Hospitals’ Secret Contracts With Insurers Are Keeping Health Care Expensive: Report

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Evie Fordham Politics and Health Care Reporter
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Hospital systems are making secret contracts with insurers that are keeping health care costs high, a Wall Street Journal report revealed, prompting alternative health care advocates to point out the flawed nature of the U.S. health care system.

“Health care is the only industry I can think of where technology is used as an excuse for price to go up and productivity to go down because of these perverse incentives,” The Health Rosetta founder Dave Chase told The Daily Caller News Foundation. “The perverse incentives at a high level are generally, either directly or indirectly, the worse job [the hospitals] do, the more they get paid.”

TheWSJ’s Tuesday report detailed “dozens of contracts with terms that limit how insurers design plans” so they cannot exclude powerful hospital systems, which when included in health plans can drive up costs for employers and employees.

These secret contracts often include clauses that mandate insurers steer consumers away from less costly health care providers or give hospitals the ability to “mask” their prices, according to TheWSJ. If plans did not include these more costly health care systems, they could be up to 10 percent cheaper, the report stated.

Some major health care systems with insurer contract clauses that could be driving up health plan costs reportedly include:

  • Johns Hopkins Medicine in Maryland
  • Northwell Health in New York
  • OhioHealth in Ohio
  • Aurora Health Care in Wisconsin
  • Atrium Health in North Carolina
  • Sutter Health in California

Atrium Health is facing a civil antitrust lawsuit from the Department of Justice, and Sutter Health is facing an anticompetitive practices lawsuit from the California attorney general. Both Atrium Health and Sutter Health say the lawsuits have no basis, TheWSJ reported.

Hospital systems have increased their leverage with insurers through mergers and takeovers, often becoming the only providers in certain areas. There was “the highest number recorded in recent history” in 2017 with 115 of these types of deals, a 13-percent increase from 2016, according to a report by health care forecasting firm Kaufman Hall.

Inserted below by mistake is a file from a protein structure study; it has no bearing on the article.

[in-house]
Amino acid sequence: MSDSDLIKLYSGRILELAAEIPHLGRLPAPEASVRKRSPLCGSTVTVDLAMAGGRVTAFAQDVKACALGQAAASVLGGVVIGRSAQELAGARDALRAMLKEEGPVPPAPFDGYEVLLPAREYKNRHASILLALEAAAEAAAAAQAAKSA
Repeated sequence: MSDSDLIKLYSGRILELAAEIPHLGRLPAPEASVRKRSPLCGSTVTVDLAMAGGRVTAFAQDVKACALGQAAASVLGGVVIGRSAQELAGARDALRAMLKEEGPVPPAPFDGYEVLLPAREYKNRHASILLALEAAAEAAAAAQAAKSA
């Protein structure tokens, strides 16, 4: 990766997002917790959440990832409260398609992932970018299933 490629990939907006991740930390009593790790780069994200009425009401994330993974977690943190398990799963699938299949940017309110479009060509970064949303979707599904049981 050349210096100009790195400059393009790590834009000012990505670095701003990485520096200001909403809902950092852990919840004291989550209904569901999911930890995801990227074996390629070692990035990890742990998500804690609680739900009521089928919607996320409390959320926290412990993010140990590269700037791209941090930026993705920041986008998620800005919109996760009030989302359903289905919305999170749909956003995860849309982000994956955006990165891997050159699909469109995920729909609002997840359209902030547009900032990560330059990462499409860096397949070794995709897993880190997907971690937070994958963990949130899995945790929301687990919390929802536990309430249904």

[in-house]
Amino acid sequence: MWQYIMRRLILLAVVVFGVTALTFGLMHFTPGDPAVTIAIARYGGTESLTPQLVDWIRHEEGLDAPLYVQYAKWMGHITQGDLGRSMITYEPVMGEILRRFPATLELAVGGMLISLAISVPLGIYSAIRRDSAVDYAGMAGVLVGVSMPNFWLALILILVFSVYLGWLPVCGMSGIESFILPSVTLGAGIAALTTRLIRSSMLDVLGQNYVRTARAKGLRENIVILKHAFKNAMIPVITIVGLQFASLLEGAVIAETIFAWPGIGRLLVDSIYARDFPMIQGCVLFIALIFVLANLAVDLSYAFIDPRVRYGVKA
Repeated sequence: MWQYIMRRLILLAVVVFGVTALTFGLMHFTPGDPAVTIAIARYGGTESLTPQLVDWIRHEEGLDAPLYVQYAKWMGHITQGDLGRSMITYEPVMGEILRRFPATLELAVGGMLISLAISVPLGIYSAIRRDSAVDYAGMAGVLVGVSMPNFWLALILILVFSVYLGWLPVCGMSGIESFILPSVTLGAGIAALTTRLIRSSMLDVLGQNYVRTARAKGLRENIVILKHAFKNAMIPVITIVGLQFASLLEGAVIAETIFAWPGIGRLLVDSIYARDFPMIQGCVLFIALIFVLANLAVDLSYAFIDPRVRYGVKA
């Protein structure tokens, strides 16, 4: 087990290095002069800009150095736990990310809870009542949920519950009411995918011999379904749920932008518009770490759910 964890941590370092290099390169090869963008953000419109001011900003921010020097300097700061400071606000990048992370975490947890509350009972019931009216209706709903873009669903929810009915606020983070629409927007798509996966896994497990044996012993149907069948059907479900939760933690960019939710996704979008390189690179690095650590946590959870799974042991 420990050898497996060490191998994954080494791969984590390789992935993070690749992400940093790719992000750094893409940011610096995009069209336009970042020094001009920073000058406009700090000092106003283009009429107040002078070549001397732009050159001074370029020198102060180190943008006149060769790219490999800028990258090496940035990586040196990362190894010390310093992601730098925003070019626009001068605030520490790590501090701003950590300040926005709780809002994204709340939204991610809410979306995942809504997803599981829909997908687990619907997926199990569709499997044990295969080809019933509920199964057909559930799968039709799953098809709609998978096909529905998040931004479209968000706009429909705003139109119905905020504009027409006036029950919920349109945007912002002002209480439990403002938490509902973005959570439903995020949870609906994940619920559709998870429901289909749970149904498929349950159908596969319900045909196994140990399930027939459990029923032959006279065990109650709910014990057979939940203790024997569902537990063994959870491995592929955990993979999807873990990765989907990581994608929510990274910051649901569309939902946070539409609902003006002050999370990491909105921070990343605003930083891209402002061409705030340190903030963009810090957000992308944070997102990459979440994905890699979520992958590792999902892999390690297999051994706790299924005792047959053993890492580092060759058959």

“It’s the insurers that retain the greatest leverage,” Melinda Hatton of the American Hospital Association told TheWSJ.

Many in the hospital industry maintain that insurers have controlled the game for a long time, and these secret contracts are just a way to gain a little bit of control back. But hospitals are already “the largest single component of health-care spending in the U.S.” at over $1 trillion each year, TheWSJ reported.

Because of this dichotomy, some predict major changes in how consumers pay for health care coming down the pike. CNBC columnist Jake Novak predicted a rise in hospital systems offering their own insurance plans in a 2017 article. (RELATED: Big Pharma Making Big Money With Illegal Kickbacks? Drug Companies Face More Scrutiny After News Of Humira Lawsuit)

“The insurance industry gets its justification to exist by selling the idea that only it can help make those mysterious health care costs affordable,” Novak wrote. “If the bean counters figure out a way that hospitals can do better without the private insurers around, it’s hard to see why they wouldn’t simply sweep them away faster than Amazon put an end to your local book store.”

Follow Evie on Twitter @eviefordham.

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